The Problem With Television Is That the People Must Sit and Keep Their Eyes Glued on a Screen; the Average American Family Hasn’t Time for It

The New York Times? Orrin E. Dunlap Jr.? Apocryphal?

Dear Quote Investigator: Wildly inaccurate predictions are always amusing. Apparently, an article in “The New York Times” contended that television broadcasting would never surpass radio broadcasting because people would never be willing to sit and stare at a screen for hours on end. Would you please help me to find a citation.

Quote Investigator: In 1939 “The New York Times” printed a piece titled “Act I, Scene I: Telecasts to Homes Begin on April 30—World’s Fair Will Be the Stage” by Orrin E. Dunlap Jr., a journalist who specialized in covering the radio industry. Dunlap spoke to the program director of the National Broadcasting Company who discussed the challenges of the new entertainment format. The intimacy of the television medium required a different style of performance. Broad theatrical gestures were unappealing to audiences. Newsman Dunlap also articulated the skepticism of radio broadcasters. Boldface added to excepts by QI: 1

The problem with television is that the people must sit and keep their eyes glued on a screen; the average American family hasn’t time for it. Therefore, the showmen are convinced that for this reason, if for no other, television will never be a serious competitor of broadcasting.

Dunlap correctly noted that radio allowed people to “listen and go about their household duties and routine”. Yet, that advantage was insufficient to hold back the burgeoning television age.

Below are additional selected citations in chronological order.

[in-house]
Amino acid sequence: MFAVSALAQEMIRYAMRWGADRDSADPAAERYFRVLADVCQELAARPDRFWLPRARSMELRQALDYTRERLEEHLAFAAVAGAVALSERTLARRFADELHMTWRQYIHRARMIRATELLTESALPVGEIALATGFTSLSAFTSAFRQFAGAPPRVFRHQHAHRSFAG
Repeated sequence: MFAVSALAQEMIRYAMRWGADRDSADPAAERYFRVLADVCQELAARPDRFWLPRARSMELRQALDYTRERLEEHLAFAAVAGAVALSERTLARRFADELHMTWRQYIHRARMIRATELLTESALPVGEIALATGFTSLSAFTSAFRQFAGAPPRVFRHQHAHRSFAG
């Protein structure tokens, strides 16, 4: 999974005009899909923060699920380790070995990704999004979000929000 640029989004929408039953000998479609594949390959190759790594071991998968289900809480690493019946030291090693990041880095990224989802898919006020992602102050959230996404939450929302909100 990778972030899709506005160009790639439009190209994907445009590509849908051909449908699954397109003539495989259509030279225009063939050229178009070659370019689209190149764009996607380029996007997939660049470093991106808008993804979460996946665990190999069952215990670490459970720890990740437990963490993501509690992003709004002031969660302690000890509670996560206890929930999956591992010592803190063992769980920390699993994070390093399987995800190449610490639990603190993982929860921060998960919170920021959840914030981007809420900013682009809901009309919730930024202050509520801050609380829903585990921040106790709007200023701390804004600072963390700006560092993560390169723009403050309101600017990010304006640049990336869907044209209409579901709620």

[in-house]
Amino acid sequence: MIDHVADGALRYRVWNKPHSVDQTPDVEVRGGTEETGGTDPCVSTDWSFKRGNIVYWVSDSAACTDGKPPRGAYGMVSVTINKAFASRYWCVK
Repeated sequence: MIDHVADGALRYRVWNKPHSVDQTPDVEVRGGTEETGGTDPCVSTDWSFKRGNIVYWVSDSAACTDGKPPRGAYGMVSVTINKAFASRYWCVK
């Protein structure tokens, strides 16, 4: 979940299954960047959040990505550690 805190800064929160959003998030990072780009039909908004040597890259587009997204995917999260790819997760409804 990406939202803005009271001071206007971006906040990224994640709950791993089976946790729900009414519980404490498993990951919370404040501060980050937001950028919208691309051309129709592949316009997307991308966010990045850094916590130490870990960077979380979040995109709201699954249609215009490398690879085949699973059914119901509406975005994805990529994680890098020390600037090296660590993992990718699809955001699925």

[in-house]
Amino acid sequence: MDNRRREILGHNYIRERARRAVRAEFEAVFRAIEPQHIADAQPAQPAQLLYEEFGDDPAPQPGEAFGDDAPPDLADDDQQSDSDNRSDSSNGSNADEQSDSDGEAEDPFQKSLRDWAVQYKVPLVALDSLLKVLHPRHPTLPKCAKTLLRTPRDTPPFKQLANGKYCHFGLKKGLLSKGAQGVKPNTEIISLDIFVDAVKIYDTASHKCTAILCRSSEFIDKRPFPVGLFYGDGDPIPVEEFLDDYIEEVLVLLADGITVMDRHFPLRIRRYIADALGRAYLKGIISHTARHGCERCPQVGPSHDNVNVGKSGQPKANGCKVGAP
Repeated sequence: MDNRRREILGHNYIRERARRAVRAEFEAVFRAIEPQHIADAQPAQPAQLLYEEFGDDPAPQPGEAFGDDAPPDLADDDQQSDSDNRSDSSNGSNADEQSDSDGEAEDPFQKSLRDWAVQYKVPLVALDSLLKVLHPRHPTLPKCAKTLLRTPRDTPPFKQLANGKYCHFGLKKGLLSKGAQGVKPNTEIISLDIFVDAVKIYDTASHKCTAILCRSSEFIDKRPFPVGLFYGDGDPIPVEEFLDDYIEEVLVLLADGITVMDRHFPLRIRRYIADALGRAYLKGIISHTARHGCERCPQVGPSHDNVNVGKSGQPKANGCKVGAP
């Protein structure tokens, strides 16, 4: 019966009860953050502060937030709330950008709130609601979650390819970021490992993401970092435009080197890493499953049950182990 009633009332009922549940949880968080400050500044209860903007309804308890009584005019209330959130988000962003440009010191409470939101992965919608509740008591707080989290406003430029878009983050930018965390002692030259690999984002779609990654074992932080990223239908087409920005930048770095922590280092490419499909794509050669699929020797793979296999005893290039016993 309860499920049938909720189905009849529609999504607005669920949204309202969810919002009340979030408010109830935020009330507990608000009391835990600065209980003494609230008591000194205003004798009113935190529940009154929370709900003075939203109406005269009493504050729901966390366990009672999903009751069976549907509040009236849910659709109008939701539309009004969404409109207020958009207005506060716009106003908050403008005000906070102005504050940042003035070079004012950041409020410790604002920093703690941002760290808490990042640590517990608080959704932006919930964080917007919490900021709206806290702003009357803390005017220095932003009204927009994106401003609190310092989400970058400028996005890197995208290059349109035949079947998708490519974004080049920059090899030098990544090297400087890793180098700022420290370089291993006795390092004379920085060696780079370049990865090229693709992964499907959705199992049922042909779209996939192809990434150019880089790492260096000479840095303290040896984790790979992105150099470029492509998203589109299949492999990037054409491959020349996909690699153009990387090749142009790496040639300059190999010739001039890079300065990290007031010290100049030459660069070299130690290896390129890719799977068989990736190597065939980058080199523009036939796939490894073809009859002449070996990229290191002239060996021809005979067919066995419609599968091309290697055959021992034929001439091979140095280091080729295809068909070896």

In 1973 a columnist in “The Baltimore Sun” of Maryland printed a piece titled “Guess what they said about TV in 1939” which included the excerpt from “The New York Times” article presented above. The conclusion of the article commented on the difficulty of making predictions: 2

Hindsight is a wonderful thing. We wonder why “they” didn’t build wider roads and brighter cities, larger airports and cleaner cars. We may also wonder why they didn’t know more about television. The point is that they did know a lot about it. They just didn’t know very much about human beings.

In 2000 “The Futurist” published “Forecasts that missed by a mile” by Laura Lee which included the following quotation: 3

“The problem with television is that the people must sit and keep their eyes glued on a screen; the average American family hasn’t time for it.”

The New York Times, after a prototype television was demonstrated at the 1939 World’s Fair.

In conclusion, “The New York Times” did publish an article in 1939 by their radio journalist Orrin E. Dunlap Jr. suggesting that television broadcasting would not achieve the popularity of radio broadcasting. Dunlap did not realize that people would be willing to sit and watch flickering images on a screen for extended periods.

Image Notes: Illustration of a television from Clker-Free-Vector-Images at Pixabay. Image has been retouched, resized, and cropped.

Notes:

  1. 1939 March 19, The New York Times, Act I, Scene I: Telecasts to Homes Begin on April 30—World’s Fair Will Be the Stage by Orrin E. Dunlap Jr., Quote Page 14, Column 2, New York. (ProQuest)
  2. 1973 July 12, The Baltimore Sun, Guess what they said about TV in 1939 by Horace M. Newcomb, Quote Page B4, Column 5, Baltimore, Maryland. (Newspapers_com)
  3. 2000 September-October, The Futurist, Volume 34, Issue 5, Forecasts that missed by a mile by Laura Lee, Section: Bad Predictions for Science and Technology, Start Page 23, Quote Page 23, World Future Society, Washington D.C. (ProQuest)